Dreams even may spring till autumn; yet none be...
by Dante Gabriel Rossetti
THE thronged boughs of the shadowy sycamore
Still bear young leaflets half the summer through;
From when the robin 'gainst the unhidden blue
Perched dark, till now, deep in the leafy core,
The embowered throstle's urgent wood-notes soar
Through summer silence. Still the leaves come new;
Yet never rosy-sheathed as those which drew
Their spiral tongues from spring-buds heretofore.
Within the branching shade of Reverie
Dreams even may spring till autumn; yet none be
Like woman's budding day-dream spirit-fann'd.
Lo! tow'rd deep skies, not deeper than her look,
She dreams; till now on her forgotten book
Drops the forgotten blossom from her hand.
The Sin Of Detection
SHE bowed her face among them all, as one
By one they rose and went. A little scorn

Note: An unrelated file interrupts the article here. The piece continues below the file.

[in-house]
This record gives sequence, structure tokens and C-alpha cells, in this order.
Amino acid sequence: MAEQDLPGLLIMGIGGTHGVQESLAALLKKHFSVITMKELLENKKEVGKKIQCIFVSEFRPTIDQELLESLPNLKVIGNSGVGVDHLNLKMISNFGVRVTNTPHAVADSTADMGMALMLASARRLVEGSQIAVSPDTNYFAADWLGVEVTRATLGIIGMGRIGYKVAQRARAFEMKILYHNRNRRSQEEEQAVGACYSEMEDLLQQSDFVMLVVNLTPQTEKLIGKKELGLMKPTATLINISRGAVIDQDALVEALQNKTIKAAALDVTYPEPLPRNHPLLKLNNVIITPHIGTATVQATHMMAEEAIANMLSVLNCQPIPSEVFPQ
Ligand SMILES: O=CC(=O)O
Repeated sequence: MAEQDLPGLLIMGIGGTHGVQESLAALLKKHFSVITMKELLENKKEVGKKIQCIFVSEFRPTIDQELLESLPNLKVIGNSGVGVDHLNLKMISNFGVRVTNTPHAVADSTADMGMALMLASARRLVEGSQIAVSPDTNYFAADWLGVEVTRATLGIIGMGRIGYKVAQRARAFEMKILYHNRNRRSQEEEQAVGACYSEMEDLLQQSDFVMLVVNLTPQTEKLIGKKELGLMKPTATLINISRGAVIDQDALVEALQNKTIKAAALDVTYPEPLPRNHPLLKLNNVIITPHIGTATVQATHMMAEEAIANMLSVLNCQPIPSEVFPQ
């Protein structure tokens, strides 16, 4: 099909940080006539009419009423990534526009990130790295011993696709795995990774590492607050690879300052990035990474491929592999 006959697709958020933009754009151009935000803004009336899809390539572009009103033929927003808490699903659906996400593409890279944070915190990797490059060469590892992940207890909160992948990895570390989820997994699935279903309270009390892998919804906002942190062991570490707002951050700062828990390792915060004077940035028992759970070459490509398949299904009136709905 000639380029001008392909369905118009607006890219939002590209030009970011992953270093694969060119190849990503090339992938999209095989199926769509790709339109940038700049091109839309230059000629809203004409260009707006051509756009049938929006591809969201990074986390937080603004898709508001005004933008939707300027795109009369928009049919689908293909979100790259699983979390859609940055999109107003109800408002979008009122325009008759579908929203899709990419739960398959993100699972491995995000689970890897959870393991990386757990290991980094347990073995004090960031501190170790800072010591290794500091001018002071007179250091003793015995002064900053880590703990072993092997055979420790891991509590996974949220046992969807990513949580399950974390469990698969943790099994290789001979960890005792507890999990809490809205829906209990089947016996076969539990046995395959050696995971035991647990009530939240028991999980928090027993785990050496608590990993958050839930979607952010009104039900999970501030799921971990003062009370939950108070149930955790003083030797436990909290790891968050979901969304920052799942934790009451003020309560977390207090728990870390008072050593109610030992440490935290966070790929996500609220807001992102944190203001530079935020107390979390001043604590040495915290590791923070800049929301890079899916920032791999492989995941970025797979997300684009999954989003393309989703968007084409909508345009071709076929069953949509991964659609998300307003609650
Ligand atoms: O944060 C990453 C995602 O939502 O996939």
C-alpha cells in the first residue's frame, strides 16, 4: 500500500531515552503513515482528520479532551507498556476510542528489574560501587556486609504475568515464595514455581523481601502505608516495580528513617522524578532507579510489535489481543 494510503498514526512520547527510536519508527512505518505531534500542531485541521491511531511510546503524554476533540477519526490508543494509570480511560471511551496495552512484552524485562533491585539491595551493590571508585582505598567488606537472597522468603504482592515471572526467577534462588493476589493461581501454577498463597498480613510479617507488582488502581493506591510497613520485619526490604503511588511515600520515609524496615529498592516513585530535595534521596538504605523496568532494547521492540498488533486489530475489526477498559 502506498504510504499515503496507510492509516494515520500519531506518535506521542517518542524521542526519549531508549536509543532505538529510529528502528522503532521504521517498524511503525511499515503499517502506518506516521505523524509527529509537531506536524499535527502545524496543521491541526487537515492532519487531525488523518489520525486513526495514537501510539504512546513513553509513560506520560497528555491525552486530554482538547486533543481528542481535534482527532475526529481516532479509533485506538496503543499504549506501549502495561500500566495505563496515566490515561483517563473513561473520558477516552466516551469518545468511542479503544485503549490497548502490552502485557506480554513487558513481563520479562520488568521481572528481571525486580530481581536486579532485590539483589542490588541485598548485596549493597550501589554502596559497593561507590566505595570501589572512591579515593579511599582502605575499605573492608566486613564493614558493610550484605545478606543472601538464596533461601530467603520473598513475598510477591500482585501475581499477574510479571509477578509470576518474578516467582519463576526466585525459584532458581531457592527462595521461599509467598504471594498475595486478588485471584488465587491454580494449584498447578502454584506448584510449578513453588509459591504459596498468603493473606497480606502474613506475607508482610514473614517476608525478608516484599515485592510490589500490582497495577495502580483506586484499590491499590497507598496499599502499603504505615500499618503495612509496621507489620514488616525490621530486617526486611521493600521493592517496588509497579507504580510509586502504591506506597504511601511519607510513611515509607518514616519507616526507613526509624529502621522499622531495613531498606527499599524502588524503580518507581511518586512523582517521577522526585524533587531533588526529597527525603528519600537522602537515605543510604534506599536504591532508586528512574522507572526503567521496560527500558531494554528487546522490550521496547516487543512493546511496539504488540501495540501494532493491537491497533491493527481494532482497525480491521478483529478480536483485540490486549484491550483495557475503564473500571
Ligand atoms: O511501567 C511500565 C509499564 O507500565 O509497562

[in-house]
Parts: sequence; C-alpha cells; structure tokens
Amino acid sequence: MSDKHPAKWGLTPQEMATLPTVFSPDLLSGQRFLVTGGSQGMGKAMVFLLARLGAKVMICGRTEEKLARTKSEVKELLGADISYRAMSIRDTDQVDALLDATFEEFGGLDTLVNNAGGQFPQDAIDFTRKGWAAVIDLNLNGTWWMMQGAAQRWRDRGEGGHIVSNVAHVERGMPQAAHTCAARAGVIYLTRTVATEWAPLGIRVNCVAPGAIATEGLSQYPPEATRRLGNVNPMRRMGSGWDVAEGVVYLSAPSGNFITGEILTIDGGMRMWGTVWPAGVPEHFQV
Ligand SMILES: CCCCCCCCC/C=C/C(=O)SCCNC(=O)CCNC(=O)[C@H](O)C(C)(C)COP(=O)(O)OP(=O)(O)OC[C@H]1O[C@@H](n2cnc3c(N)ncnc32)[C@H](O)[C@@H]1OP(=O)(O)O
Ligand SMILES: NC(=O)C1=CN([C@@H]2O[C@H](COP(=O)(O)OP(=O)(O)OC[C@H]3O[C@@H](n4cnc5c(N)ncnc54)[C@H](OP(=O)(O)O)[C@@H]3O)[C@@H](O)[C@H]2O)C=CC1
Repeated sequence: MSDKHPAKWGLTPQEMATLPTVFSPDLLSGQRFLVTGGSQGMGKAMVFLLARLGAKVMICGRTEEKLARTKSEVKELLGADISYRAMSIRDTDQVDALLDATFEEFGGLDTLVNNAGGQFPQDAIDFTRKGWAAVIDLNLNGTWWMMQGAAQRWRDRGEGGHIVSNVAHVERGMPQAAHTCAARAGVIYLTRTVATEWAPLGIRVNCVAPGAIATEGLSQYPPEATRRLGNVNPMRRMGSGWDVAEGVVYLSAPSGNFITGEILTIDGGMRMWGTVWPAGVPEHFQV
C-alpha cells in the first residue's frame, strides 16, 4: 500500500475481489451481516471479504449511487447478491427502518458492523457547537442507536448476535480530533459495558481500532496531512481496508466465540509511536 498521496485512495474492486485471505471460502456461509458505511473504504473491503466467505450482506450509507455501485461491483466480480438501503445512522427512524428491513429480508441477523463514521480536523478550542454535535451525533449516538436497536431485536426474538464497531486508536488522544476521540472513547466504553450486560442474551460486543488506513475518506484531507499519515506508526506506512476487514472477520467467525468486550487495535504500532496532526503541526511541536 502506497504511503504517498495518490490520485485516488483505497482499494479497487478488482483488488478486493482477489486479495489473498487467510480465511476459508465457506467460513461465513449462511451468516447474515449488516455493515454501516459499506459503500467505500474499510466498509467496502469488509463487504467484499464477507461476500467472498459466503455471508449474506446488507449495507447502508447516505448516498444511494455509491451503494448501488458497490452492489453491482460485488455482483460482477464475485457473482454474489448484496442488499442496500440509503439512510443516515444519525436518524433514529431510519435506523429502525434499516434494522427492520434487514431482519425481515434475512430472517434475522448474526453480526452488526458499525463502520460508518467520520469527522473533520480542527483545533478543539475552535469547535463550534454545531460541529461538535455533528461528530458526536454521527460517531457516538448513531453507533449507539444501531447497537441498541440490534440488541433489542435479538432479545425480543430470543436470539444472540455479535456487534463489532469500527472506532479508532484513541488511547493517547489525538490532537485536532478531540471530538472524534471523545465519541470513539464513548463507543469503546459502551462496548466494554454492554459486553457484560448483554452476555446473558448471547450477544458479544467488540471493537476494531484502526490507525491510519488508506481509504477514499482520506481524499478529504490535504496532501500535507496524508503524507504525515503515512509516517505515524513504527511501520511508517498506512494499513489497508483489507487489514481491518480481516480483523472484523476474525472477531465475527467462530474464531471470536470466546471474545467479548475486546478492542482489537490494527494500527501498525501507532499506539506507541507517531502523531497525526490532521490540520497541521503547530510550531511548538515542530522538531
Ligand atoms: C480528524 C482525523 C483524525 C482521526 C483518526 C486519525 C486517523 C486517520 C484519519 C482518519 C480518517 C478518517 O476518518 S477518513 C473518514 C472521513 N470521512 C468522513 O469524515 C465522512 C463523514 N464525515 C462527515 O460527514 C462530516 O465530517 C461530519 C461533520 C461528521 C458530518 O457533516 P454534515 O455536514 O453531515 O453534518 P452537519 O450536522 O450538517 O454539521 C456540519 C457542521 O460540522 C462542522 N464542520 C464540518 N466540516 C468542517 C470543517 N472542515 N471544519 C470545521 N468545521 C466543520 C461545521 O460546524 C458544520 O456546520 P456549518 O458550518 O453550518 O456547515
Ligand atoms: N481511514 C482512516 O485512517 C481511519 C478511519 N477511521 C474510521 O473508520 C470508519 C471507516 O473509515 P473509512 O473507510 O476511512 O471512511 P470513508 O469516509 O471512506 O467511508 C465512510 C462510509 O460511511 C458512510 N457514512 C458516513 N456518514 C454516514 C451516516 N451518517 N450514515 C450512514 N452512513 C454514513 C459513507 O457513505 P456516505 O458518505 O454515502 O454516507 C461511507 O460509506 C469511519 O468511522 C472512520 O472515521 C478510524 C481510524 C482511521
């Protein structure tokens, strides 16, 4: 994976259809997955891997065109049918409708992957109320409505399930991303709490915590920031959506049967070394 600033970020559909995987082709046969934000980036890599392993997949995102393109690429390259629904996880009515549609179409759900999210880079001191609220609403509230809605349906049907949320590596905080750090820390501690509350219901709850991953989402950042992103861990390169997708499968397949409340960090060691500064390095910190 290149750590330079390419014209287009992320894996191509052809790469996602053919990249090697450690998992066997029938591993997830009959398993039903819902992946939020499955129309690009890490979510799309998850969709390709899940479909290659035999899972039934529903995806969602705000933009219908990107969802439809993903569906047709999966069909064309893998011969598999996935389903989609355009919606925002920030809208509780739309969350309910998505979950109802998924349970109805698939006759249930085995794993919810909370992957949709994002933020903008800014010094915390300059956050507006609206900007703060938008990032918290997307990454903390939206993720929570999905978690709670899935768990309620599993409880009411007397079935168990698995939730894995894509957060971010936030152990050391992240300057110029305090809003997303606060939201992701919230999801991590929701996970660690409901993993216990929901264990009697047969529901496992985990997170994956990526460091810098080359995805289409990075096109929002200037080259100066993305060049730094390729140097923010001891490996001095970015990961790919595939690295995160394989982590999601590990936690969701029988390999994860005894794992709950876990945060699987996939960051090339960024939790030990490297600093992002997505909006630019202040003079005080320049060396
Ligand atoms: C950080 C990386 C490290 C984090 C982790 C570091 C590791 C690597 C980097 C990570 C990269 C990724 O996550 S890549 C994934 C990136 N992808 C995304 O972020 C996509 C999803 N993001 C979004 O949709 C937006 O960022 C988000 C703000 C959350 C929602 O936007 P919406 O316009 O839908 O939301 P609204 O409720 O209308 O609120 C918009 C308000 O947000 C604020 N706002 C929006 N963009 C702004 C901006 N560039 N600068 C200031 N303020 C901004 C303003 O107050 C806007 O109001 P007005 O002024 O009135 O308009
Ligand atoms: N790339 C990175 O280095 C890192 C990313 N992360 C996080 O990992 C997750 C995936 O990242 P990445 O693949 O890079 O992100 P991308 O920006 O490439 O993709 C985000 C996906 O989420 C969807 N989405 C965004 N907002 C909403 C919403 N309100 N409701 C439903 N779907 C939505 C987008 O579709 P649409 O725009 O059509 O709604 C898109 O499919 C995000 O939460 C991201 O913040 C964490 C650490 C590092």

They showed—a very little. More forlorn
She seemed because of that: she might have grown
Proud else in her turn, and have so made known
What she well knew—that the free—hearted corn,
Kissed by the hot air freely all the morn,
Is better than the weed which has its own
Foul glut in secret. Both her white breasts heaved
Like heaving water with their weight of lace;
And her long tresses, full of musk and myrrh,
Were shaken from the braids her fingers weaved,
So that they hid the shame in her pale face.
Then I stept forth, and bowed addressing her.
SHE knew it not:—most perfect pain
To learn: this too she knew not. Strife
For me, calm hers, as from the first.
'Twas but another bubble burst
Upon the curdling draught of life,—
My silent patience mine again.
As who, of forms that crowd unknown
Within a distant mirror's shade,
Deems such an one himself, and makes
Some sign; but when the image shakes
No whit, he finds his thought betray'd,
And must seek elsewhere for his own.